The Leafs are going to do a few things differently this season, so you can go ahead and make peace with that. The roster has had its fair share of turnover, but tactically we can expect to see some new things as well. Out are assistant coaches DJ Smith and Jim Hiller, in are Paul McFarland and Dave Hakstol.
We know for a fact McFarland was brought in to take over the Leafs’ powerplay, one that got out to a very hot start last season and nearly looked unstoppable under Hiller, but eventually fizzled and just clung to a top ten mark of converting 21.8% of the time. Not that it was ever bad, but I think people expected more, including the Leafs’ front office.
If you want to read too much into training camp reporting, which I definitely always do, this morning we got some talk of the extremely early looks of what the Leafs might set up on the powerplay. We know for a fact that Rielly will continue to quarterback the first unit, while Tyson Barrie slots in for the second. But from there, who really knows.
You’ll remember the team’s top unit last year was set up like this: Tavares down low, Marner on the right wall, Matthews on the left wall, and Kadri in the ‘bumper’ in the middle. Rielly ran things up top. Toronto could run back something similar with say, Johnsson, taking Nazem’s place, but I’m not sure I’d count on it.
16 ➡️ 91 ➡️ 19 ➡️ 🥅 pic.twitter.com/zEmdHnE8Wx
— Toronto Maple Leafs (@MapleLeafs) September 16, 2019
It might mean nothing, but this morning had Marner with Tavares and Spezza working on some passing, with Marner moved to the left wall and Tavares now in the bumper. Assuming Matthews is back on that unit, we can probably see some interesting looks if McFarland wants to get weird.
For instance (and 19 is Spezza, by the way):
At first glance this might not seem ideal as it takes some passing looks away from Marner and doesn’t allow Matthews to load up his shot like we’re used to. But part of me thinks this is a very unpredictable setup that would give opposing teams a lot of trouble. Marner’s look to Tavares in the bumper presents a way cleaner shot with power, and the slide-down to go back door to Matthews is terrifying. Also Spezza still has a hammer from that spot where he’s posted, so it’s something teams will have to respect a lot. Moving things back to the point through Marner also becomes easier than it was last year.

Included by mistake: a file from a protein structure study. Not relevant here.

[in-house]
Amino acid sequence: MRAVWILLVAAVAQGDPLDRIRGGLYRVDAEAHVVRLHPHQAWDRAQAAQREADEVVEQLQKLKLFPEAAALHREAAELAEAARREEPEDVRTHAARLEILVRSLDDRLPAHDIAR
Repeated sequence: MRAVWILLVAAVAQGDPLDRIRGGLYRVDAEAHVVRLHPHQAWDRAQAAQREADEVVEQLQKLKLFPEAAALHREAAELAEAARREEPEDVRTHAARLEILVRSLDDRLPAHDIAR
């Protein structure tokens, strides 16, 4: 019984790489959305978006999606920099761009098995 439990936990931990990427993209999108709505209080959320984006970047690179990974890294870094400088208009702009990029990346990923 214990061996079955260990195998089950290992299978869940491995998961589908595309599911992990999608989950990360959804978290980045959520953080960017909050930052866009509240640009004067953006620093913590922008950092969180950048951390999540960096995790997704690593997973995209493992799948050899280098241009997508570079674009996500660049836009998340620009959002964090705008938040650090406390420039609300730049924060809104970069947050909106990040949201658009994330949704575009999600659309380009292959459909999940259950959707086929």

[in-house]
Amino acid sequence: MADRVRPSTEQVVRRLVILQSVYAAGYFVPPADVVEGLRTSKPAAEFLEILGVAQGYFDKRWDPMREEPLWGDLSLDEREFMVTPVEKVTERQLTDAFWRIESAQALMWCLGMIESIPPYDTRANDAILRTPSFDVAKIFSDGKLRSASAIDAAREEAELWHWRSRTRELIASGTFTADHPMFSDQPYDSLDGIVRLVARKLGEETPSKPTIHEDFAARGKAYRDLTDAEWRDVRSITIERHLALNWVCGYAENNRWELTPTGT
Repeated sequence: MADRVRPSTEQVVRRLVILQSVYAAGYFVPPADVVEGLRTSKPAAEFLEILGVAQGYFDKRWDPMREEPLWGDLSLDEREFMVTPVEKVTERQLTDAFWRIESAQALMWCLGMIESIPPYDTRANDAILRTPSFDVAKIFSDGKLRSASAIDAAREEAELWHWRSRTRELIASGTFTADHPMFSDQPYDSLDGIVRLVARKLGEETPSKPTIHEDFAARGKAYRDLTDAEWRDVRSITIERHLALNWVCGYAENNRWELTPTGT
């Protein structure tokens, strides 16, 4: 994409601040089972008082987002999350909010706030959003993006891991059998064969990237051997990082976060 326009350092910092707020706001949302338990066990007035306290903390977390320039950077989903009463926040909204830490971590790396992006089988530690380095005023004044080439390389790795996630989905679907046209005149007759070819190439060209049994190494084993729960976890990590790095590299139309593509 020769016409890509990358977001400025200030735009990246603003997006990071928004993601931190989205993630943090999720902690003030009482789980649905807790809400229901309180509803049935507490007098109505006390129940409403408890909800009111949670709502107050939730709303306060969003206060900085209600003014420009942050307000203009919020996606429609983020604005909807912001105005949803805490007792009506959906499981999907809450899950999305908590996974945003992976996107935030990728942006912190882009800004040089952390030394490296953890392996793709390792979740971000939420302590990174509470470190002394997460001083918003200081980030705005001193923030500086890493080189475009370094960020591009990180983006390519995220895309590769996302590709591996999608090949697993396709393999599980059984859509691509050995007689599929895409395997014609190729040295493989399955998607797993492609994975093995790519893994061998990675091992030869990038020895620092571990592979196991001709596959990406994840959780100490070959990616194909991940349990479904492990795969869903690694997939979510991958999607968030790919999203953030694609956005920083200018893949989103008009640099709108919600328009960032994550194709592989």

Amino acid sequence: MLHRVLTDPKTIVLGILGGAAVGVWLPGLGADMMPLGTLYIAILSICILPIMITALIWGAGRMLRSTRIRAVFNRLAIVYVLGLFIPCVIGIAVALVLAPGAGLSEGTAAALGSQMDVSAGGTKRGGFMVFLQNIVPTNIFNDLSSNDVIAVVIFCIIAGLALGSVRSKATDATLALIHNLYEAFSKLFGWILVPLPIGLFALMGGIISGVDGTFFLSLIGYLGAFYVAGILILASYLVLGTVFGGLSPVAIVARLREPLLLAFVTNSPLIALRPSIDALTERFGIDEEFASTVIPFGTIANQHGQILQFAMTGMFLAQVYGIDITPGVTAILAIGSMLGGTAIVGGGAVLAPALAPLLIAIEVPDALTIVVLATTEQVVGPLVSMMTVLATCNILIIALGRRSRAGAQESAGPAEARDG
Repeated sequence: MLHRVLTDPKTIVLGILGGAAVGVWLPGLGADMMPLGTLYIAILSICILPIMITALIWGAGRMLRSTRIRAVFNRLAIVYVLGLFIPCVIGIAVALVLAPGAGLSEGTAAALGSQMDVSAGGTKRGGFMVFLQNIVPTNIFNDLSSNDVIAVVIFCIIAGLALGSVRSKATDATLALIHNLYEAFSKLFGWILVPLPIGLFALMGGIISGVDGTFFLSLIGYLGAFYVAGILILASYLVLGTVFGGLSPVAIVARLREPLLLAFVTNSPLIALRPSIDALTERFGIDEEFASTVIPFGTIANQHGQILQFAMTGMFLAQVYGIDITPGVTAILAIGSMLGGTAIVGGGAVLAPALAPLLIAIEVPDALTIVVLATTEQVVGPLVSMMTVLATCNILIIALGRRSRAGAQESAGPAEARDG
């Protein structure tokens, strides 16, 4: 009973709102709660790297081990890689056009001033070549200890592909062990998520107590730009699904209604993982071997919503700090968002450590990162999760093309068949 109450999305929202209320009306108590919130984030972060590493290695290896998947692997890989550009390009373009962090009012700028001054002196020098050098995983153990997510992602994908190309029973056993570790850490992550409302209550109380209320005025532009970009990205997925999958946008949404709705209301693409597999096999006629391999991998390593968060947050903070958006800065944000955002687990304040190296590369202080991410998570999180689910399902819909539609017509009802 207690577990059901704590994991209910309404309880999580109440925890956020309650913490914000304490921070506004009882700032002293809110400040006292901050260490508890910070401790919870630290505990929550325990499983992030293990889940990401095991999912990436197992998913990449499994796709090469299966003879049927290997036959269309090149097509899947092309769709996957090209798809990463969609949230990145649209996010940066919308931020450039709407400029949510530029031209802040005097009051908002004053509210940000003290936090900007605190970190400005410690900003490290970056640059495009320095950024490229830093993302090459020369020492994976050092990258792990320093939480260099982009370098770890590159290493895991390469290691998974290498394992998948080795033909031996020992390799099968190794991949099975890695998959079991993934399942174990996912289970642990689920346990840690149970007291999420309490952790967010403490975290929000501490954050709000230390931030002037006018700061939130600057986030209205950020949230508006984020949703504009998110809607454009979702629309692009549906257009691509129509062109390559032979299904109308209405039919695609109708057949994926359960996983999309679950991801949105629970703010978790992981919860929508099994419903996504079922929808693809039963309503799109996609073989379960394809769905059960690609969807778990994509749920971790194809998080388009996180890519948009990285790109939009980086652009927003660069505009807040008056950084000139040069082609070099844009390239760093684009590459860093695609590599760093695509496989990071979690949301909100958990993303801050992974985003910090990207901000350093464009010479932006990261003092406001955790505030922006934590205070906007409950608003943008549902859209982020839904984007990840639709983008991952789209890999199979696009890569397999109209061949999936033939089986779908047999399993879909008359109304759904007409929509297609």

Another look that could pose something different is the following:
This is a look that puts Matthews in an entirely new universe, where he has to use a one-timer more often, something he hasn’t been known for since joining the Leafs. His bread and butter to this point has been to load up a laser from the left side or the quick corral and wrister. And no doubt that’s worked to this point, so I understand anyone who would say “Why change things up?”, to which I’d respond “Why stay the same?” or “Why not do both?”. There’s nothing in the rulebook against it, last I checked. There’s also a chance that Matthews gets a best-of-both-worlds look by moving to the bumper instead of Tavares, which is something I could totally get on board with.
Speaking of Matthews 1T’s and the like, maybe he’s been working on them in anticipation for moving around a bit:
— Yahoo Sports Canada (@YahooCASports) September 13, 2019
Again, I realize it’s so early in the calendar that it’s hard to read too much into split-squad setups and all that, but we are getting clues as to how things might change once the games mean something. Every day that lines get hardened up the roster looks more set.
We can also go back McFarland’s time with the Florida Panthers to see if he followed any hard and fast rules with his top unit, which led the team to the second-best mark in the league, mind you. From a quick YouTube search, here’s what it looked like the Panthers ran out there for a top unit setup:
Note: Every player on this powerplay unit is left-handed.
So yeah, while Matthews is the Leafs’ most dangerous offensive player, putting him down low wouldn’t be totally uncalled for. Barkov played that role for the Panthers, though admittedly he isn’t known for the best strong-side shot on planet earth. Still, there’s nothing here to suggest McFarland is insistent on a certain handedness setup or whatnot. Hoffman represents a very strong trigger man, which leads me to believe the second option I posted for the Leafs above could be a stronger possibility, with Matthews now teeing up.
Then again, something could happen in the next couple days that changes our outlook on this entirely. The Leafs will play their first exhibition games in the next two nights, and we should see things shape up a little more. Maybe this will all end up moot as they eventually just decide to run back the same look as last season, but until then it’s fun to play coach and think of the possibilities with such a talented roster. I’m inclined to think, given the firings and hirings, things change more than stay the same.